Triumphing in Praise
Save us, O Lord our God, and gather us from among the heathen, to give thanks unto thy holy name, and to triumph in thy praise. Psalm 106:47
suggested further reading: Acts 2:40–47
This psalm was composed during the sad and calamitous dispersion of the people of Israel. It was necessary for the people to be completely humbled to prevent them from further murmuring against God’s dispensations. Seeing that God had extended pardon to their fathers, who were undeserving of it, he aimed to inspire their children with the hope of forgiveness, provided they carefully and cordially sought to be reconciled to him. This was especially the case because of God solemnly remembering his covenant with them. Through faith they might draw near to God, even though his anger had not yet turned away.
Moreover, God had chosen them to be his peculiar people, so they could call upon him to collect into one body their dissevered and bleeding members. For, according to the prediction of Moses, “If any of thine be driven out unto the outmost parts of heaven, from thence will the Lord thy God gather thee, and from thence will he fetch thee” (Deut. 30:4). This prediction eventually came true when the widely separated multitude was gathered together and grew in the unity of the faith. For though the people of Israel never regained their earthly kingdom and polity, yet they were grafted with the Gentiles into the body of Christ, which was a more preferable gathering.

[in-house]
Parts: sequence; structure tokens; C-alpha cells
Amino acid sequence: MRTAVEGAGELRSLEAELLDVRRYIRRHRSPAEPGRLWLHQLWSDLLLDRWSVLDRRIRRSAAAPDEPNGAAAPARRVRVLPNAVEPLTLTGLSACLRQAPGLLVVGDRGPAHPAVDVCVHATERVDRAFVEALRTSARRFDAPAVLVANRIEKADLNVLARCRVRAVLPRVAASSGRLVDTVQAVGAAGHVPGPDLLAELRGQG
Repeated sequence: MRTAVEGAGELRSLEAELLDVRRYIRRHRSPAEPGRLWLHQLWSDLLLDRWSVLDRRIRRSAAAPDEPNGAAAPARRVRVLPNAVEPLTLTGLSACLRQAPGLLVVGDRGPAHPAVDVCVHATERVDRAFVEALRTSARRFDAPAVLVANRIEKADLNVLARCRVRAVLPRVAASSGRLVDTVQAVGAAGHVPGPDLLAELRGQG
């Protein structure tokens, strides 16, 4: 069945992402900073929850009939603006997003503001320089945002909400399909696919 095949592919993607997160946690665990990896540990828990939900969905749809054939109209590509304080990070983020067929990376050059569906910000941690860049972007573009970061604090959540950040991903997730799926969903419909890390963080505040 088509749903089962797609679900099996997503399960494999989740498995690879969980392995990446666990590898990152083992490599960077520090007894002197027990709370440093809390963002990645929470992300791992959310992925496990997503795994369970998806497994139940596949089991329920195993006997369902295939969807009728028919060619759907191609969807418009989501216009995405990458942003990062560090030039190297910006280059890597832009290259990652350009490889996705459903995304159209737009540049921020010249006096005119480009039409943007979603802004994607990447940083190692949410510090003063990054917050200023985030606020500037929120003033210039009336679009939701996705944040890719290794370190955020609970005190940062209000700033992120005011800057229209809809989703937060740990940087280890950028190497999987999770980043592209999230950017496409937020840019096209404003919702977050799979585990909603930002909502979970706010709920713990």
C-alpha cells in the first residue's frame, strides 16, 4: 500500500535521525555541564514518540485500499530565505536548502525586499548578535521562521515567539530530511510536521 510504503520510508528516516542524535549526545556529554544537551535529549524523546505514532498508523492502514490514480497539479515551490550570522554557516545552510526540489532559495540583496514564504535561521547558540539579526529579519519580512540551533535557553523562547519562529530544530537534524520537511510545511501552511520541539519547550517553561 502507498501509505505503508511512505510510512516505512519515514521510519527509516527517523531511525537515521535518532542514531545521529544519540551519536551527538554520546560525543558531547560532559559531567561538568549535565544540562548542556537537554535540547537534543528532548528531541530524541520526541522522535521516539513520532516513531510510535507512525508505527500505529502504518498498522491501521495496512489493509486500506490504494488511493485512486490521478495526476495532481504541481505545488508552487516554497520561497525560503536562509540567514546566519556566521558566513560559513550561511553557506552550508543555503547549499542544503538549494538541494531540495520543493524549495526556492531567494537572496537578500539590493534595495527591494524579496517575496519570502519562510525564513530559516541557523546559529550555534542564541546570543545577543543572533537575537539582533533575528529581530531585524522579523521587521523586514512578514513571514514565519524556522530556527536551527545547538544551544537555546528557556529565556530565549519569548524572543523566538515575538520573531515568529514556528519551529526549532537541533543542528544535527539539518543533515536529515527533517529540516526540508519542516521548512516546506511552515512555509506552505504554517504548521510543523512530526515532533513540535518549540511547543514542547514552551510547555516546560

Wherever they were, the children of God were united with each other and to the Gentile converts by the holy and spiritual bond of faith. Together they constituted one church that extended over the whole earth. They came together to fulfill the purpose of their redemption from captivity, namely, that they might celebrate the name of God and employ themselves continually in praising him.
for meditation: The psalmist asks for deliverance for the people of Israel so that they might give thanks and triumph in praising God. This is a great lesson for us to remember when we ask the Lord for blessings: our ultimate motive should be his glory, not simply our comfort. What means can we use to learn this transforming lesson more profoundly and consistently?